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Breaking the ice: A deeper look into how the media misrepresents women


By Maya Ravishankar


The media is a lot of things to a lot of people. A source of daily news, new opinion pieces that change our worldview, and explanations of that weird tik-tok that we don't quite seem to get. But to many, the media has posed as both a means to amplify their voice, and the very platform that forced them to use that voice to defend themselves. This women’s history month, we want to talk about how the media has portrayed women throughout history, why it did so, before we can talk about where we are and where we’re going.


Without a doubt, media’s ability to change our own perspectives is incredibly effective. Unfortunately, many people have used the media to perpetuate stereotypes against women for generations.

According to the UN Women Organization, “The media can play a significant role in either perpetuating or challenging social norms and behaviors that condone violence against women. New media can be a platform for the objectification of women and girls, from everyday hyper-sexualised, one-dimensional images of women and girls to overt violence”.

The media has the ability to effectively shift blame onto women using stereotypes, successfully making others condone the violence or misrepresentation of women across the globe.


 

We can see many examples of these especially through the 80’s and 90’s. Tonya Harding is one such example. Tonya was a figure skater in the 90’s, known for her strong athleticism and unique skill. The media during this time was quick to compare her to Nancy Kerrigan, a fellow figure skater. So when Tonya Harding’s husband hired a man who attempted to assault Nancy on January 6, 1994 in an attempt to stop her from competing in the upcoming olympics, the media was quick to pick sides. Tonya Harding, the girl from “the wrong side of the tracks” was quickly portrayed as vindictive; in comparison, Nancy Kerrigan was portrayed as a “princess”. This story, however popular, was not true. Nancy also comes from modest means, but rather than reveal that information, the media opted for publishing this story, one that NPR describes as “Tonya [being] The People's Skater; Nancy [being] The Establishment”. Pitting these two women against one another on the basis of their background made for a story that would sell; people could take sides, thus buying more newspapers. Both women still face scrutiny to this day. The media that sold lies about them does not face nearly as much.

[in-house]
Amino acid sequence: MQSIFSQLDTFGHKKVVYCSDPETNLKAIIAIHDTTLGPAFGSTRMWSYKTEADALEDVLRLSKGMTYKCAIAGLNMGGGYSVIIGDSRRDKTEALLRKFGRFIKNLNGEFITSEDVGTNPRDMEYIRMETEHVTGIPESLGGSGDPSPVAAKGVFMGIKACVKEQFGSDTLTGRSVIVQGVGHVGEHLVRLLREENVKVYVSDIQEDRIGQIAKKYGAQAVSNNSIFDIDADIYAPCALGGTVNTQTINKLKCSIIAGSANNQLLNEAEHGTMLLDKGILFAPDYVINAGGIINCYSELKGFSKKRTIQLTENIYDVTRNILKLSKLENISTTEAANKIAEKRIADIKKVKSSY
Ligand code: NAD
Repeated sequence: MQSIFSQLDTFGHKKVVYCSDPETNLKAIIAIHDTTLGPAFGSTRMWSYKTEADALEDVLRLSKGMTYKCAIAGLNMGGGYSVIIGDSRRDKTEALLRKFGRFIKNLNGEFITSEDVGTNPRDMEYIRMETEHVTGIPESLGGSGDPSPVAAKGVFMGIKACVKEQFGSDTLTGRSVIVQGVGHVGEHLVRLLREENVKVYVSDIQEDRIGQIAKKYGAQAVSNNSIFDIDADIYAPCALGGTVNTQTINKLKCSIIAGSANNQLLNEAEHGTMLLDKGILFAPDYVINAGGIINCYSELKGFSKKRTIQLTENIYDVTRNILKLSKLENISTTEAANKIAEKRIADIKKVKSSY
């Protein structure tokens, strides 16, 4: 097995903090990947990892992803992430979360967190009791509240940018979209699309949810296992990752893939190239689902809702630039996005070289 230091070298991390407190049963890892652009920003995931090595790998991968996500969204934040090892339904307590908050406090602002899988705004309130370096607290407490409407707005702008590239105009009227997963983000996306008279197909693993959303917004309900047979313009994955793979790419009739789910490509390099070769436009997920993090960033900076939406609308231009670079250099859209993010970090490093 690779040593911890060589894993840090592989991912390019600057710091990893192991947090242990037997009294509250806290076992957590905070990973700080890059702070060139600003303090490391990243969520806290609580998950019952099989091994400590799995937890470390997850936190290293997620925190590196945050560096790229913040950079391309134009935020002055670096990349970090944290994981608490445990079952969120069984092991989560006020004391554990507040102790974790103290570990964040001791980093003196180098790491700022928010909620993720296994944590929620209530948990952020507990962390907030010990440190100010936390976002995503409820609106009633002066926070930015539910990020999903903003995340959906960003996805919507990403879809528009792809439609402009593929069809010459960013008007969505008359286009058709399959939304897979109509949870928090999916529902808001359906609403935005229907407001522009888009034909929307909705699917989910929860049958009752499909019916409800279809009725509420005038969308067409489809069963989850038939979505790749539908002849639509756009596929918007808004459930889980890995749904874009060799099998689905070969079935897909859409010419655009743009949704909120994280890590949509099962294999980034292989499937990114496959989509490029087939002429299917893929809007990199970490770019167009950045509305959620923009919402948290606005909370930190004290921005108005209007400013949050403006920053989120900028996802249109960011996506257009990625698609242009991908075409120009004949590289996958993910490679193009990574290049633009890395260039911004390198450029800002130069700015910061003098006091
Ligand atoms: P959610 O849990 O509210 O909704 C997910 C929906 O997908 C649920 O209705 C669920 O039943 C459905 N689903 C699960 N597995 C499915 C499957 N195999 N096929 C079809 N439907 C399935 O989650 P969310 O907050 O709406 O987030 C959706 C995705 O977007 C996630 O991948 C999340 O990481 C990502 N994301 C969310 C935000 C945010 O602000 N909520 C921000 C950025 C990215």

But Tonya and Nancy are not singular examples. Pamela Anderson, Britney Spears, and so many others had stereotypes used against them to sell stories. But the question is: Why so many women specifically? And why then? According to an article in the New York Times, “Carolyn Chernoff, a sociologist who researches women and popular culture, said this media scrutiny seemed to worsen in the 1980s, perhaps as a reaction to feminist gains. “More and more women are in the workplace, are getting more power, are working visibly in powerful jobs,” she said. This led to what she called a “correction,” with the media coming after any woman perceived as too famous, too powerful, too exposed.”. Thus, Media was used against women as a way to curb social progress.


 

But this phenomenon did not just stay in the 90s. Popular figures of the day, such as Taylor Swift and Rachel Zegler, face a similar issue. Their words and actions are used against them to create particular images that people can buy into. Rachel Zegler’s explanation of the changes to Disney's new Snow white movie led to extreme backlash, one that follows her to this day. The media infamously turned against Anne Hathaway after she won her oscar. We may think that we have simply progressed enough to where media bias against women is not as prevalent, but upon a closer viewing, we can see that it is just as relevant as it was 30 years ago.


Today, women such as Pamela Anderson and Tonya Harding are trying to reclaim their identity through the media. The movie I, Tonya explores her life as an individual, not in comparison to anyone else. Similarly, many other women are using the media as a means of reclaiming their identity, showing the ruth behind manufactured stories and cruel titles. But as we move forward, we have to keep looking at the way we choose to speak about the women around us. If stories can be created out of falsehoods then, they can also be created now. But as more and more women become involved in the media, the narrative is more likely to change, evolve, and welcome the individuality of women everywhere.

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